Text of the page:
It’s all about food for me: shopping, cooking, writing, reading, eating, feeding. When it’s not food, I’m hanging out with the kids, reading Zeeba Neighba (Pearls before Swine) to my son, going on a field studies with my daughter (last week the Gorge, tomorrow to pick lavender). I also like to play soccer and read. Latest favorite book: The Well and the Mine.
Earl Grey tea with honey, any kind of ripe fruit except bananas (I like 'em a little green) and cantaloupe (ick). I love Indian and Thai food, sweet brown rice, stir-fried greens, a grilled rib-eye steak with blue cheese and juicy, ripe tomatoes, chocolate and salty foods: cheese, popcorn, skinny crispy fries, bacon, Thai Kettle chips
Mark, I confess when I first read the recipe I was puzzled and wished for a weight measurement instead. But here’s what I did and it turned out just fine: chopped a hunk of chocolate into approximately 1/2-inch chunks (of course some were smaller, some were larger), which I then placed into a two-cup measuring cup. When I got to the 3/4 cup line, I gave the measuring cup a shake, added a bit more chocolate and proceeded from there.
1. Don’t fill it too full (make two leaner burritos instead of one bulging one).
2. Fold up the bottom end of the tortilla before rolling the burrito; this will keep the filling tucked in so it doesn’t fall out the bottom.
3. Take half of a paper towel and wrap it tightly around the bottom half of the burrito before putting it in the paper bag. The paper towel will help keep the burrito in tact, then can be used as a napkin.
Hope that helps!
These are the books I grab when I want to know how long to cook a chicken, prepare grains and vegetables, turn a seasonal fruit into dessert, contemplate the rise (or fall) of bread, or simply need a good, basic recipe:
1. The Fannie Farmer Cookbook, Marion Cunningham
2. Vegetarian Cooking for Everyone, Deborah Madison
3. Chez Panisse Desserts, Lindsey Remolif Shere
4. On Food and Cooking, Harold McGee
5. How to Cook Everything, Mark Bittman
I still grab Joy of Cooking, every-now-and-then, when I’m contemplating skinning a squirrel or making some Cockaigne dish. (For you die-hard Joy fans, I have the 1975 edition, which is why this is my go-to book for retro/childhood favorites like canapes, meatloaf and cornmeal pancakes.)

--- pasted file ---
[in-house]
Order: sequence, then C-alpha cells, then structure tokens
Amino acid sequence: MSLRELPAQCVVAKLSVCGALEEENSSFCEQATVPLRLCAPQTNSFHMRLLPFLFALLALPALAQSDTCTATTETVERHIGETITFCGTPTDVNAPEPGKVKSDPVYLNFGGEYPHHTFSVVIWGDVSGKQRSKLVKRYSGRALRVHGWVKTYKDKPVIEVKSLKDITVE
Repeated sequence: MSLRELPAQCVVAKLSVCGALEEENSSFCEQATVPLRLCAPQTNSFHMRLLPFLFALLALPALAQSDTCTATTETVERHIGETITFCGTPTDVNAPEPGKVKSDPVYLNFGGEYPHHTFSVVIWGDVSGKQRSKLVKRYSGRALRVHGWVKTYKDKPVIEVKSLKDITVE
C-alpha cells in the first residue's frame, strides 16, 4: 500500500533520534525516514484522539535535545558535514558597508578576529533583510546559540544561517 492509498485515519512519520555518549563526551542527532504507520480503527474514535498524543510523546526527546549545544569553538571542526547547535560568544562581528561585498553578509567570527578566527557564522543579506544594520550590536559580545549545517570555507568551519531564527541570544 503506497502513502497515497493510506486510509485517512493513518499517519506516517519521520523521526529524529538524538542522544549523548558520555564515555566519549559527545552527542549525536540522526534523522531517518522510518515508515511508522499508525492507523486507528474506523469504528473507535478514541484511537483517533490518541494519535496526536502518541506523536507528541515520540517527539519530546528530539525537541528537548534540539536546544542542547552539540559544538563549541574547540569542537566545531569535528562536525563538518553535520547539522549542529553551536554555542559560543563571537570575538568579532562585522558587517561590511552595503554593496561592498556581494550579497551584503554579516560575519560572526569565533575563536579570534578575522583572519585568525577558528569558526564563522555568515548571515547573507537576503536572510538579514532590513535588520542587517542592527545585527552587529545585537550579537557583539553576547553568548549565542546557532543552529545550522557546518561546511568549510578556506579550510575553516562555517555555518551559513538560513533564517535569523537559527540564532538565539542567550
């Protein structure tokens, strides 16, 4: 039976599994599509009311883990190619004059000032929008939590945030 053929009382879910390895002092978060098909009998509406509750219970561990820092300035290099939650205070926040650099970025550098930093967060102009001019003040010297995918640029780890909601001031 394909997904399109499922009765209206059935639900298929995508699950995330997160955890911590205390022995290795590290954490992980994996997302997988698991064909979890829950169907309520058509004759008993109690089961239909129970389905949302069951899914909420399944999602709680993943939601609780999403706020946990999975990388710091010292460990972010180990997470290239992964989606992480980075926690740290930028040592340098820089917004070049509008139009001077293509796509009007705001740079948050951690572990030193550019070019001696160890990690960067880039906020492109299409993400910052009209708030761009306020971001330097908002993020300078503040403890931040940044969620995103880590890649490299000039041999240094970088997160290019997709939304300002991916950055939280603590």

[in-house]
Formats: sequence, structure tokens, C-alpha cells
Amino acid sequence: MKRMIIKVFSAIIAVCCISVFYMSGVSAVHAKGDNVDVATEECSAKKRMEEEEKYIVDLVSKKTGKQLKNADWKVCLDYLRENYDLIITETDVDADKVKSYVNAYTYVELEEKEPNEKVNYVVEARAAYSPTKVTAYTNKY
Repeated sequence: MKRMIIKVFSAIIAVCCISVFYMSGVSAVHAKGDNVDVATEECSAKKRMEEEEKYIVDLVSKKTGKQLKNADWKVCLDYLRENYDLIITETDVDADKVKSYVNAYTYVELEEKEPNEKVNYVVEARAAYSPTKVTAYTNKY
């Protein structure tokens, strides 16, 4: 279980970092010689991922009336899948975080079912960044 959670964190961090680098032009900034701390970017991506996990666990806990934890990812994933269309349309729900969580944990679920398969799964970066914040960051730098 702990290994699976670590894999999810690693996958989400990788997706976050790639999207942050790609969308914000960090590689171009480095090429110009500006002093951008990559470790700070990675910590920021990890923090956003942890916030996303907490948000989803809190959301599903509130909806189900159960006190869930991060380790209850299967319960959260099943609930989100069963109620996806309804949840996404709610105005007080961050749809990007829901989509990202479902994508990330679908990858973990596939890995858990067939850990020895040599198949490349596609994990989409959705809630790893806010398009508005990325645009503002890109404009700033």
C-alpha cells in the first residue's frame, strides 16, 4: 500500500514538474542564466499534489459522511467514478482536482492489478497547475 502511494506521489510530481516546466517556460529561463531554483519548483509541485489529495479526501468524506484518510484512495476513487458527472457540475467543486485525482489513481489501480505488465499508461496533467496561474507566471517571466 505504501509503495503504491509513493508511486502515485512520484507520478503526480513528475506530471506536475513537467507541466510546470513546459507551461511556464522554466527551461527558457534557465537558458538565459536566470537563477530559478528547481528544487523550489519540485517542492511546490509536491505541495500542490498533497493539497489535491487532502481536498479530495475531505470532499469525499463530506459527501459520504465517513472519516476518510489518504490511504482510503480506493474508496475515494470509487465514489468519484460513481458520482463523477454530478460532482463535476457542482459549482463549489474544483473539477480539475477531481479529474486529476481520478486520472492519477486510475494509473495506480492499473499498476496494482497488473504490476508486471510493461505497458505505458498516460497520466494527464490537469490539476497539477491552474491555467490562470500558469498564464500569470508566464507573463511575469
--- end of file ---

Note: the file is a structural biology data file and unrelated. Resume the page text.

What are your favorite kitchen reference books?
I just finished reading High Fidelity by Nick Hornby, which is full of Top Five Lists. I love the scene near the end when Rob is asked to name his five favorite records. As he says, it’s a question he’s been waiting for all his life, so why does he choke?
It’s not necessarily that “five” is too limiting (after all no one wants to hear your top 100 list), but it shifts each time another title is considered, creating a need to clarify “top five”: at the club, home, etc.
I’m sitting in my office surrounded by cookbooks (piled on my desk, in stacks beside my desk, crammed into the book shelves) thinking about my top five, and the list changes every time I get to three. Here’s my Top Five List of my Top Five Cookbooks:
Talk about avoiding commitment, I think I just pulled a Rob.
. . and there’s still another batch to get into the freezer. Meanwhile I’m trying to figure out what to do with the tomatillos. The last few bags I turned into salsa, but now I want to do something different. Soup? Anyone have any ideas?
I’m making Aaron’s corn soup for tomorrow’s featured recipe, finishing off a batch of apple butter, and at the kids’ request, baking plum cake. I’ve been craving chowder (now that the weather’s turned) and am chewing on a recipe. How does this sound: potatoes, corn, bacon, red peppers, and salmon/smoked salmon? Marjoram or basil?
Most of the time with cooking and eating, the rules are clear.
A father’s legacy
The vegetarian-cooking pioneer
Barbecue, tamales, cocktails, and more
Good on everything